As the craft beer market continues to grow, the demand for skilled labor increases. Today’s brewer is expected to possess both practical experience and have vocational qualifications.
And while enthusiasm for craft beer on the part of the applicant is important, it’s not really a qualification breweries are looking for on your resume. Homebrewing experience can help, but many brewing positions require at least some commercial brewing experience along with a degree in brewing science or technology.
Because so many breweries have entered the marketplace in recent years, maintaining consistency and quality across the craft beer market is important for the security of the industry. Accredited programs in brewing, distilling, and fermentation help maintain that high standard.
In a nutshell, the craft beer industry is growing up; it’s maturing.
The Brewing Trade
Depending on the size of the brewery, there can be a variety of positions and skill levels among brewers. The Assistant Brewer is someone with some brewing experience. That experience can come from a variety of avenues. Many work their way up through the ranks of brewery production (cellar experience), while others complete a brewery education course. Whatever the means, the assistant brewer is a vital part of any craft brewery.
The assistant brewer works directly with the head brewer. This hands-on-experience allows you to learn the different operational aspects of brewing. In our Beer Jobs: The Ultimate Guide To A Career In Craft Beer, we outline some of duties of the assistant brewer:
- Brew-house Operations: milling, mashing, lautering, bailing, etc.
- Cellar-Related Operations: sanitation, fermenting, monitoring, capping, chilling, etc.
- Packaging Operations: filtering, carbonation, packaging, etc.
- Quality Control Operations: sampling, testing, monitoring, etc.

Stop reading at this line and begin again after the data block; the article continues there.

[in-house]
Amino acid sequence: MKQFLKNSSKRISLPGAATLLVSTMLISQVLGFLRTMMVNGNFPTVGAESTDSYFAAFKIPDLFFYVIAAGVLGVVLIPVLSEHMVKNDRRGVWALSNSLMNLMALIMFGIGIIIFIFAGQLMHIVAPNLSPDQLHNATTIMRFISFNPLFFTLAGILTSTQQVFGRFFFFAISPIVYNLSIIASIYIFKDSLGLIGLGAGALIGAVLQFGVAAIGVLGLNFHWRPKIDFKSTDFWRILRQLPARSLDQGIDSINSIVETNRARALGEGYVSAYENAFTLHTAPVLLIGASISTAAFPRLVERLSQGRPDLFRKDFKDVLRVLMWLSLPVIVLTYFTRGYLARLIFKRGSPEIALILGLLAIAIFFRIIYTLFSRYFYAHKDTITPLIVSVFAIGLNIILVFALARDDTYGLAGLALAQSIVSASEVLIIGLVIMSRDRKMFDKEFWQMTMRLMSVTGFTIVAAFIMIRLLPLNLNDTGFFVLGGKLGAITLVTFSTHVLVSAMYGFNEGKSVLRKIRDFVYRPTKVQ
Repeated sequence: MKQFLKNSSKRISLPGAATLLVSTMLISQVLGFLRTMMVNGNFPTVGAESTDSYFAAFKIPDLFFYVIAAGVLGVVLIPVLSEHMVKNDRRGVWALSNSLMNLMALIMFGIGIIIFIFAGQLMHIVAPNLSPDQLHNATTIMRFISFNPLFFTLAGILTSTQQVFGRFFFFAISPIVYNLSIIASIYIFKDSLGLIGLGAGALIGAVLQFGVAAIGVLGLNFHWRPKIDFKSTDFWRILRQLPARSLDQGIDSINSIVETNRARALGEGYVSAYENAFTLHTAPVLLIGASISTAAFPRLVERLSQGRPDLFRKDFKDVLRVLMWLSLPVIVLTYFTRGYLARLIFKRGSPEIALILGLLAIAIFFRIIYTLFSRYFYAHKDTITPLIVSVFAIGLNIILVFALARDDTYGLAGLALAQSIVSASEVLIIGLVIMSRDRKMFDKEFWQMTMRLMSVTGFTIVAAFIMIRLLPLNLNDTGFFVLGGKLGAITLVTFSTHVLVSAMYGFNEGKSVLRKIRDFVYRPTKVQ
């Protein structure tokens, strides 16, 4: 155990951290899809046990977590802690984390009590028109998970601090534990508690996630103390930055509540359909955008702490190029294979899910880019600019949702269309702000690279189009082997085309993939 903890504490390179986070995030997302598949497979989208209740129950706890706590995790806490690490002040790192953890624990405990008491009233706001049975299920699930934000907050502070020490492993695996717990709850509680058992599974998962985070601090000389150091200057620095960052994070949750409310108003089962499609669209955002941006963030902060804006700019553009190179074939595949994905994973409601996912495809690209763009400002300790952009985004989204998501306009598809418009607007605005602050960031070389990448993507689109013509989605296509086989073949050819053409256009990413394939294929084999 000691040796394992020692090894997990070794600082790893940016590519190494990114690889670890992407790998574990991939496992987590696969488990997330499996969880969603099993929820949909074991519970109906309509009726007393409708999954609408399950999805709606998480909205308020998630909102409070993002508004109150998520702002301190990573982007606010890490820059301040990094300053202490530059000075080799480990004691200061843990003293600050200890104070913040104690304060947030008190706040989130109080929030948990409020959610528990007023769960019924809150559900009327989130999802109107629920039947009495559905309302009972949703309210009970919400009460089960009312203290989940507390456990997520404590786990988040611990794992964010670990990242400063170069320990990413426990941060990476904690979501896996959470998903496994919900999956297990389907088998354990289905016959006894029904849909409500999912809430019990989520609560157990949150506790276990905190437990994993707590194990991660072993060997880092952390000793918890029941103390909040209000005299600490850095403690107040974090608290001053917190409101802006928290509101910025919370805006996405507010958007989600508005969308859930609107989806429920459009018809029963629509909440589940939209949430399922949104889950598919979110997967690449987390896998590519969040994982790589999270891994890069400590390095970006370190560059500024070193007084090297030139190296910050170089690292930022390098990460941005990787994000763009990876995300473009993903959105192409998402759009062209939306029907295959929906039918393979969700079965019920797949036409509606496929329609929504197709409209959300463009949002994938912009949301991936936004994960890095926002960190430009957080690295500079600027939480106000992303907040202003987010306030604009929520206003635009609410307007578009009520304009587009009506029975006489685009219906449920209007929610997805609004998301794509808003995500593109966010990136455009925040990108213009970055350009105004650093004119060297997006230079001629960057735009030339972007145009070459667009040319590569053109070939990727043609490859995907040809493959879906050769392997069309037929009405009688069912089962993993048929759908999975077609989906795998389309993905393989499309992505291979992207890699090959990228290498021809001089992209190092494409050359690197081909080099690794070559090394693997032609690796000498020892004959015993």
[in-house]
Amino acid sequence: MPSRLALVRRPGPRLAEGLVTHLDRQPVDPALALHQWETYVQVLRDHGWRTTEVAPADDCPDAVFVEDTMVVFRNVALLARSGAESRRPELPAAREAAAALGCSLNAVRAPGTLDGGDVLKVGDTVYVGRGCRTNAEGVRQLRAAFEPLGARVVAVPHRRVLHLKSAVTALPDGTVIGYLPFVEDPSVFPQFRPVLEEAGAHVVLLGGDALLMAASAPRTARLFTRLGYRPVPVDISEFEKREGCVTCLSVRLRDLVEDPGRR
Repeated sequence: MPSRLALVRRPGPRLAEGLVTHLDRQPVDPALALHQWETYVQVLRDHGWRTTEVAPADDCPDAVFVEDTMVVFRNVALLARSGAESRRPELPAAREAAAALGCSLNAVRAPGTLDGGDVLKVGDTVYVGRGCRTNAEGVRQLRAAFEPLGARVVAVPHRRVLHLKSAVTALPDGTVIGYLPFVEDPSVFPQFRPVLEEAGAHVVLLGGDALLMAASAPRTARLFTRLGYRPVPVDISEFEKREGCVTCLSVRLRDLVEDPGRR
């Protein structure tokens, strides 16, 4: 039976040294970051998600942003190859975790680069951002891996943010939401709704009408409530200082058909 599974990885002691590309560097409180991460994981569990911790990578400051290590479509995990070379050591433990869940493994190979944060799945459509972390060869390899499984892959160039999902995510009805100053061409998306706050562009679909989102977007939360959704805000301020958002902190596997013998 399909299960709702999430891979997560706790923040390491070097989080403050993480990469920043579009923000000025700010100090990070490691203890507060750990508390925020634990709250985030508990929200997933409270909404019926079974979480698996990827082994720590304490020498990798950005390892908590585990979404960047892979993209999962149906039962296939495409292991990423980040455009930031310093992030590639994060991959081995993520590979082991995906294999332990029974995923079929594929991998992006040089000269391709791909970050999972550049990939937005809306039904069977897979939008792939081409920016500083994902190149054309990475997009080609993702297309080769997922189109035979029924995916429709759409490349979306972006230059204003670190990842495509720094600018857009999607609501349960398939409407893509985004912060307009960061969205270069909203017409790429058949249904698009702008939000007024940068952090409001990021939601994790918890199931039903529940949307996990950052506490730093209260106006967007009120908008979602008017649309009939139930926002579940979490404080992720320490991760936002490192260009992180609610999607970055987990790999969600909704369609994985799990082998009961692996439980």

The top-dog of brewery operations will be the Head Brewer, sometimes referred to as the Lead Brewer or Brewmaster. The brewmaster has extensive brewing experience and an accreditation from a brewing school. Strictly homebrew experience won’t cut it for this role. When breweries are hiring a head brewer, they are looking for two things; education with a respected brewing school and experience brewing on a commercial scale.
Brewing is a trade and like any trade it requires a good amount of practical experience. When you hire a plumber or electrician, you want to know they are qualified. You want to hire someone with both practical experience and vocational qualifications. Are they certified through a trade school? Did they do an internship? Are they licensed to do contract work? The trade of brewing is catching up with its counterparts and becoming more exacting in its requirements.
We have noticed over the past three years, the “requirements and qualifications” section of job listings in brewery production have become more detailed and refined. Today, breweries are hesitant to train someone from scratch. It’s an investment in both time and money. Hiring someone who has gone through a brewing course is more beneficial. They are hiring an individual already trained in the knowledge and theory of brewing on a commercial production scale.